That’s what makes Mortified so unique. It’s not just a storyteller sharing their past through the lens of being older and wiser. “This is the literal actual thoughts of living in the moment and not being aware that you were going to grow up and become a forty-five-year-old accountant racing to get your kid to soccer practice,” says Nadelberg.

The show is more than just a foray into our deepest thoughts during puberty. It’s an uplifting experience that reminds that we were all freaks, we were all fragile, and all of us survived.

For the Fort Collins Lincoln Center show, Mortified is pulling out all the stops. “What I’m really excited about is not just that it’s our first show in Fort Collins, but these are all of our favorite performers and we’re flying them in from all over the nation,” says Nadelberg. “We’ve got over a decade of past show material to pull from.”

Already a big fan of the show? “Don’t worry, there will be plenty of new material that they haven’t seen or heard before,” says Nadelberg.

The premiere of Mortified’s Allstars of Angst will be at the Fort Collins Lincoln Center on October 26. Seats from $15 at LCtix.com.

Say Hello to Offbeat Cello

If you think you are in for a straight-laced classical cello performance when Portland Cello Project comes to the Fort Collins Lincoln Center on October 12, think again. From symphony halls to rock clubs, the Portland Cello Project has been hailed as a “jolt of energy” by Spin Magazine, and “genre-crossing” by MTV.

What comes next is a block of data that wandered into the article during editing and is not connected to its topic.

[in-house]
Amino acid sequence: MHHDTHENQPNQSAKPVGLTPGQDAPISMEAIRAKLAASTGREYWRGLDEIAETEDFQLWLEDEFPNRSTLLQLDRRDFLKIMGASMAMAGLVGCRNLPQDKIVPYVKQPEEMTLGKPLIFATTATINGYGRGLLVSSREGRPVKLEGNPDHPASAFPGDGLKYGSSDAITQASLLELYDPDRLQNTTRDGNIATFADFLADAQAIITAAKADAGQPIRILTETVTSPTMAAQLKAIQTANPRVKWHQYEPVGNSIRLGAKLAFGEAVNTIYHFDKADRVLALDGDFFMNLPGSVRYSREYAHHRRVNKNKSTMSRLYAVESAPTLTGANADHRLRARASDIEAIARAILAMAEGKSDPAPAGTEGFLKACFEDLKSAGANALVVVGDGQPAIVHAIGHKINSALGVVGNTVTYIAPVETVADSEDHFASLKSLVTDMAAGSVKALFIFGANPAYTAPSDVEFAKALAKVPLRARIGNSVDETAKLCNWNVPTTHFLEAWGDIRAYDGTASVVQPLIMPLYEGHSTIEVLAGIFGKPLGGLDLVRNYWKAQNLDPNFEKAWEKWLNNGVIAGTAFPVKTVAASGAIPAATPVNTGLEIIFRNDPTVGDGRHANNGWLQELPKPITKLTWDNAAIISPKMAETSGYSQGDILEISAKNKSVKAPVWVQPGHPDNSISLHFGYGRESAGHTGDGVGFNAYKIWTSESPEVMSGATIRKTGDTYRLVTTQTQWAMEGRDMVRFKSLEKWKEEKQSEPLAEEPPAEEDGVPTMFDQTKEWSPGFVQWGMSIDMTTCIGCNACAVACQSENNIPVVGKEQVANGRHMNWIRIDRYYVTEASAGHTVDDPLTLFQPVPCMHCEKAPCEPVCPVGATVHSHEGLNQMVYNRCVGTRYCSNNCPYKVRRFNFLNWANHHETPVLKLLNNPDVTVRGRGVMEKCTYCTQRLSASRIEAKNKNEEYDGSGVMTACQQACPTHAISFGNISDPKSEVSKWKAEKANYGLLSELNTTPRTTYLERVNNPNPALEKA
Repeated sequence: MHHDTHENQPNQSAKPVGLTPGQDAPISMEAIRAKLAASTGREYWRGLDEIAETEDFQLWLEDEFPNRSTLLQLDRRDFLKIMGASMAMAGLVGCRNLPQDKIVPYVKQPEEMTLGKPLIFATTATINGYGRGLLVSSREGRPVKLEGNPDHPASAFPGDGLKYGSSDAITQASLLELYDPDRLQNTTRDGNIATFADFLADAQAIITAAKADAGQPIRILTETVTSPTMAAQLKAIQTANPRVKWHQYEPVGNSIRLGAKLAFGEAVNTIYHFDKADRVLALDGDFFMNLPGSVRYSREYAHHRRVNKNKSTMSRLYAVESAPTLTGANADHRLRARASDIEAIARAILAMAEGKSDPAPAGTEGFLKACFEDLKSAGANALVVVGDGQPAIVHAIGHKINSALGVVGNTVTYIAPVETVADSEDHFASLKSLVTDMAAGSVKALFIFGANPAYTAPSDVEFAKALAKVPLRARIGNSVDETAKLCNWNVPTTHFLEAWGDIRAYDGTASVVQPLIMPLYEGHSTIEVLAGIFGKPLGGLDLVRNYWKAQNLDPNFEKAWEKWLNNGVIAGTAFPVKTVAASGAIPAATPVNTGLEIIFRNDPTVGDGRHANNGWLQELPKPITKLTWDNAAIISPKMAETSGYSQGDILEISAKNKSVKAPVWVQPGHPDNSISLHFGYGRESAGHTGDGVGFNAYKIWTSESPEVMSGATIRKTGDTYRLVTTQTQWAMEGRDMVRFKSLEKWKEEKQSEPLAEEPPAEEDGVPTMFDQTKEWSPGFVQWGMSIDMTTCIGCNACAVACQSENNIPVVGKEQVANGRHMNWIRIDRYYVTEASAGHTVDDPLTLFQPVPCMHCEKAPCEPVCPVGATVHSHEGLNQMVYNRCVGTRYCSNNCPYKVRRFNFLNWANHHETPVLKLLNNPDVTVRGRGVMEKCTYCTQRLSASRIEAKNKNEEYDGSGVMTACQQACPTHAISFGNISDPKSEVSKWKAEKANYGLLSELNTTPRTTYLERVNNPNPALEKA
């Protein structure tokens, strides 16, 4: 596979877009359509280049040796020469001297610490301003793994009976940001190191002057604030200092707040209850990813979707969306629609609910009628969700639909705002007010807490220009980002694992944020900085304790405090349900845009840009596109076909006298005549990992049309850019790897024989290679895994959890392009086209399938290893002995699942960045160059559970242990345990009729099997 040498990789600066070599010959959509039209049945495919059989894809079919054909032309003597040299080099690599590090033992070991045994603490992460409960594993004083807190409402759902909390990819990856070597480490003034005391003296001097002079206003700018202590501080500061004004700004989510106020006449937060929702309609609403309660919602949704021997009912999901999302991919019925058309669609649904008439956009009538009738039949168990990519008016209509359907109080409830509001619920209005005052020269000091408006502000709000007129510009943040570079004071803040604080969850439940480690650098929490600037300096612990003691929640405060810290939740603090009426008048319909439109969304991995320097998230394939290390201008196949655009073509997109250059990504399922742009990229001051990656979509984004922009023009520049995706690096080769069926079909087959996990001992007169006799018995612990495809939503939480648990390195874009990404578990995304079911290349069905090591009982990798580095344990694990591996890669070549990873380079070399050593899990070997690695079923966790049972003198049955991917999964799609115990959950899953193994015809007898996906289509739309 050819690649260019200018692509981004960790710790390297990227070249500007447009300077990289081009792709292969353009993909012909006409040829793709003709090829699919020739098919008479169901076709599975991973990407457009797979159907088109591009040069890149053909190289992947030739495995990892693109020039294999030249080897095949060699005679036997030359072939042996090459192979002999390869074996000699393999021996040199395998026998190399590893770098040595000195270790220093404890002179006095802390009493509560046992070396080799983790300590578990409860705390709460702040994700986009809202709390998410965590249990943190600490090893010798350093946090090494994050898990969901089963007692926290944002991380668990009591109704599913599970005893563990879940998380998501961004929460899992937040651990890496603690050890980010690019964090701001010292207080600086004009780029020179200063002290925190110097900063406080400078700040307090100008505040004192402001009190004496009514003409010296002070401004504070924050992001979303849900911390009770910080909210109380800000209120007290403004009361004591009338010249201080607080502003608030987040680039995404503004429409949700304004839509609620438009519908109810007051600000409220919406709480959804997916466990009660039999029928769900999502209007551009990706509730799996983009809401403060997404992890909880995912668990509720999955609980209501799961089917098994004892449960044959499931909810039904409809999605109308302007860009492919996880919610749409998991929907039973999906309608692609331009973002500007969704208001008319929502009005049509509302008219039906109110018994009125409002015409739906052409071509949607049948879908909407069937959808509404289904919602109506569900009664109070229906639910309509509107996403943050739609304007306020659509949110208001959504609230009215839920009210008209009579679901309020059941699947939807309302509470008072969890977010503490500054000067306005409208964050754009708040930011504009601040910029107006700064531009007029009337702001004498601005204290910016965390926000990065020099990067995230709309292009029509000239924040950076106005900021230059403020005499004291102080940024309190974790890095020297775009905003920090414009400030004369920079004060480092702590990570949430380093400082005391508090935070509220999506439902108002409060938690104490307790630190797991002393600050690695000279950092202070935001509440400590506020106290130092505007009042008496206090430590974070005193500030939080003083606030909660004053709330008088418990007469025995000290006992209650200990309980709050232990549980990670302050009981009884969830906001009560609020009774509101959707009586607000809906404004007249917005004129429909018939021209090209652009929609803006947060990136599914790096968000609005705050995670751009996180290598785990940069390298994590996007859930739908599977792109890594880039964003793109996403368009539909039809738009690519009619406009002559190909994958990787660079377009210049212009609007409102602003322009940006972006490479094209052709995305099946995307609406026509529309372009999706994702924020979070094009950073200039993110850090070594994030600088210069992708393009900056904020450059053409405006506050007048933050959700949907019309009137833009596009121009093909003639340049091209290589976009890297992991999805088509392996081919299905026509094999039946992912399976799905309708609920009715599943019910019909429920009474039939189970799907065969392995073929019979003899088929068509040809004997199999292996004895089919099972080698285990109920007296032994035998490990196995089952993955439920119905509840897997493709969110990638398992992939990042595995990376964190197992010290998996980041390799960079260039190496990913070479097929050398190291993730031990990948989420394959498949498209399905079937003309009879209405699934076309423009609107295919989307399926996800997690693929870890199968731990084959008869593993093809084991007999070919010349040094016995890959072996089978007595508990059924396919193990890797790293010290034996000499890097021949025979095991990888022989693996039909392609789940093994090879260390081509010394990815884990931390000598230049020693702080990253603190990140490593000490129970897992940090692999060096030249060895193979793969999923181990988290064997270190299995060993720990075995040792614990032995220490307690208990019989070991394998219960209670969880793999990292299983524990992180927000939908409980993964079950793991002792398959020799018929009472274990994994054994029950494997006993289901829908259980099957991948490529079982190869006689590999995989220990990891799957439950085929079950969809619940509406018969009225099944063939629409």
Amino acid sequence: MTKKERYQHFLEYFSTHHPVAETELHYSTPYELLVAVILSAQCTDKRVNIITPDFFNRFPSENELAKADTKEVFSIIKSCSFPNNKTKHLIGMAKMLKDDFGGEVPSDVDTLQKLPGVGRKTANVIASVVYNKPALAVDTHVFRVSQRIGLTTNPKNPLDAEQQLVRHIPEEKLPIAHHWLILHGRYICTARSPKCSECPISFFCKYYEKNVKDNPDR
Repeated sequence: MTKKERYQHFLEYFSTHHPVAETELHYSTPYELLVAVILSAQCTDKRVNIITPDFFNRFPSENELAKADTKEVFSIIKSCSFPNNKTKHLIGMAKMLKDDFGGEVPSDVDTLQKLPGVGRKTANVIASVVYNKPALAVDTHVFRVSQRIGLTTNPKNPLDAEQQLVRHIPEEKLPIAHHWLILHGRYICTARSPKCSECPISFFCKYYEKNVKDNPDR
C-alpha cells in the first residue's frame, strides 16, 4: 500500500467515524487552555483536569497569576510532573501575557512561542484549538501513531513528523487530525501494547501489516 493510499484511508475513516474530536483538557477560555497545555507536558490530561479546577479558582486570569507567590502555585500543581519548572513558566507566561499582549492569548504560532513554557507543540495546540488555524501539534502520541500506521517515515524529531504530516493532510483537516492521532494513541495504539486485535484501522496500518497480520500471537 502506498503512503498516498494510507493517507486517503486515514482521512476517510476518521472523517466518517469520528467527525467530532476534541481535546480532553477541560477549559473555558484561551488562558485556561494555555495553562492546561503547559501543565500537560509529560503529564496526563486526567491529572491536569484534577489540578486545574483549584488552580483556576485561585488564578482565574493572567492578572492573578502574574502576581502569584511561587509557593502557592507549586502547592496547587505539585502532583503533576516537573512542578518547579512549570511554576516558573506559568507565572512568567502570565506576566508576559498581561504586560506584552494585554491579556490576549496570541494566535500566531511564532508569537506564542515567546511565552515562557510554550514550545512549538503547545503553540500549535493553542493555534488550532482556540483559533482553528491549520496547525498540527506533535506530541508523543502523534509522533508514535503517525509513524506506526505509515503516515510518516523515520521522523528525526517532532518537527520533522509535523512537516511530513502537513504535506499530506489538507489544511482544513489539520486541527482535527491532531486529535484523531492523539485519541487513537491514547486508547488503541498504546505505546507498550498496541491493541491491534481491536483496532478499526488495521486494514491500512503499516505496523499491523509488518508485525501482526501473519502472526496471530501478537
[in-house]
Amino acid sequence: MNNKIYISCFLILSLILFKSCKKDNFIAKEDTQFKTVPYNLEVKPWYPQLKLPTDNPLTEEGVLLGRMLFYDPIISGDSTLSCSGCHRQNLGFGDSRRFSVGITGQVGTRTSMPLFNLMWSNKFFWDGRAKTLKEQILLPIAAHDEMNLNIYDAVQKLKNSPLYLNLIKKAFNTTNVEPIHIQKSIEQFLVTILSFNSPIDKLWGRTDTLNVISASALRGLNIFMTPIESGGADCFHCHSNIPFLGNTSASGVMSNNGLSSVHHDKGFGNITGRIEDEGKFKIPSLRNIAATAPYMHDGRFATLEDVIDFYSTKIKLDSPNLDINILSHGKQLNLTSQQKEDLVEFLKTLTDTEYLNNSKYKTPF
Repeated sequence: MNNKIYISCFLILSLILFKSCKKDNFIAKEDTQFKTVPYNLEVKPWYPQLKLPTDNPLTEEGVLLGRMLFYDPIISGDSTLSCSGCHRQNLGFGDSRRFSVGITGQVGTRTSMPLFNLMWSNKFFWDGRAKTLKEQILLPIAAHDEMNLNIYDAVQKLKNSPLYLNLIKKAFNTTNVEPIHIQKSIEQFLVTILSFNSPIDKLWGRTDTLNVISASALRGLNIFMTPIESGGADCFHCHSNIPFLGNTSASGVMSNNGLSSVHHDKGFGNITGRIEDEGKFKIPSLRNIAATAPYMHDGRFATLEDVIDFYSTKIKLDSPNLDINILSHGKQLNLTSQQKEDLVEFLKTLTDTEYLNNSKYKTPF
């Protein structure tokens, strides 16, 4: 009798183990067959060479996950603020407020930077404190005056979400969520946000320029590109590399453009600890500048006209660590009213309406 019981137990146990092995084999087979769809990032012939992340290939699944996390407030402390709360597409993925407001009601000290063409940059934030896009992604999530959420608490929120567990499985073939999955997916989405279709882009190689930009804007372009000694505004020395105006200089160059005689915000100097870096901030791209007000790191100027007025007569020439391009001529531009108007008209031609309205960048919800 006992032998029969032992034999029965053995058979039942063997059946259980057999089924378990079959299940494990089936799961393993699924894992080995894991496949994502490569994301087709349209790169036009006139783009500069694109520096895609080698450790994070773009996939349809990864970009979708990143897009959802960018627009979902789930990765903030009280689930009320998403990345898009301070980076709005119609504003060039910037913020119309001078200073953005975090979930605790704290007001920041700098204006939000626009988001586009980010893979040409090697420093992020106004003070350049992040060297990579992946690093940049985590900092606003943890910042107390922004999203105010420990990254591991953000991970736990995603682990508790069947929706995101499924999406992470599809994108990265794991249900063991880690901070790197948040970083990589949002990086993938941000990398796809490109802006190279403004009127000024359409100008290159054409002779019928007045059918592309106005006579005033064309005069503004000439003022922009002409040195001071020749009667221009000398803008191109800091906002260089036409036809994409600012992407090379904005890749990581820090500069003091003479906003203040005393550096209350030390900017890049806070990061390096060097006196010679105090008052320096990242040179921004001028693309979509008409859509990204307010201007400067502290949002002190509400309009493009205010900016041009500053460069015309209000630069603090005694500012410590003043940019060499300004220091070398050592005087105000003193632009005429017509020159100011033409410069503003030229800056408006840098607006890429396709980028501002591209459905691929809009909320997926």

“We play music you ordinarily wouldn’t hear on cellos,” says Doug Jenkins, artistic director and founding member of Portland Cello Project. “We build a bridge to the community with our music instead of being in an ivory tower.”

Making cello music accessible is why Portland Cello chose to take on Radiohead’s critically-acclaimed album, OK COMPUTER, playing the electronic masterpiece in its entirety with traditional instruments.

The Lincoln Center show will also feature vocalist Patti King, from The Shins. “We’re really lucky to have her,” says Jenkins. “She can win over any crowd in just one song.” Additionally, you expect to see Tyrone Hendrix, the former drummer for legends like Stevie Wonder and Prince. “Because we play music from all backgrounds, Hendrix really brings something special to it,” continues Jenkins.

Backed by a full band of talented musicians, the true stars of the performance are the world-class cellists who come in from all over the country, such as renowned improvisational cellist Skip von Kuske, and Diane Chaplin from the critically-acclaimed Colorado Quartet. “We all converge on the day of a show like Ocean’s 11,” jokes Jenkins.

Although OK COMPUTER is the highlight of the show, the opening set will not disappoint. With multiple musicians coming from diverse musical backgrounds it leaves the door wide open to a starting set of songs that can range anywhere from “Flight of the Bumblebee” to “Blank Space” by Taylor Swift.

This varied backgrounds of cellists, vocalists and instrumentalists is what makes Portland Cello Project so unique. In fact, no Portland Cello Project show is ever the same. “Every night is different,” says Jenkins. “That’s the most thrilling part. Every community is different too, and we adapt to them in that moment. We communicate with the audience and get a rapport going which in turn inspires us.”

You can see them at the Fort Collins Lincoln Center on October 12. Seats from $15 at LCtix.com.